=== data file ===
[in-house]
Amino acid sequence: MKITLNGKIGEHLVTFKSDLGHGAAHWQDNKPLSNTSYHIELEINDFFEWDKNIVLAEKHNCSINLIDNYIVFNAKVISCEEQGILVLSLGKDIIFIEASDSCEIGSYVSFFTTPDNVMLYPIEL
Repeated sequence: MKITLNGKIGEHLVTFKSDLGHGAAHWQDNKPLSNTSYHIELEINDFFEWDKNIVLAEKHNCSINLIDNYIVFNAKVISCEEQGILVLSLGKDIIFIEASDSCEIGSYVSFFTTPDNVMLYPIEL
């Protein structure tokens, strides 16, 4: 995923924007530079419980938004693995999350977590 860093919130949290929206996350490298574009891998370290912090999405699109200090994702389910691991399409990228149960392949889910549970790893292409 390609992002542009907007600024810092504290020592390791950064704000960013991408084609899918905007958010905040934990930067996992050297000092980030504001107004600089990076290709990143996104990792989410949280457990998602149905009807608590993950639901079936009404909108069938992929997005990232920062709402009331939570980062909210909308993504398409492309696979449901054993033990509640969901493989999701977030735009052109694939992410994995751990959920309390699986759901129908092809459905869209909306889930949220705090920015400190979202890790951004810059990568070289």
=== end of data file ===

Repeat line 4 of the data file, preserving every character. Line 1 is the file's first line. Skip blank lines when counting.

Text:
């Protein structure tokens, strides 16, 4: 995923924007530079419980938004693995999350977590 860093919130949290929206996350490298574009891998370290912090999405699109200090994702389910691991399409990228149960392949889910549970790893292409 390609992002542009907007600024810092504290020592390791950064704000960013991408084609899918905007958010905040934990930067996992050297000092980030504001107004600089990076290709990143996104990792989410949280457990998602149905009807608590993950639901079936009404909108069938992929997005990232920062709402009331939570980062909210909308993504398409492309696979449901054993033990509640969901493989999701977030735009052109694939992410994995751990959920309390699986759901129908092809459905869209909306889930949220705090920015400190979202890790951004810059990568070289």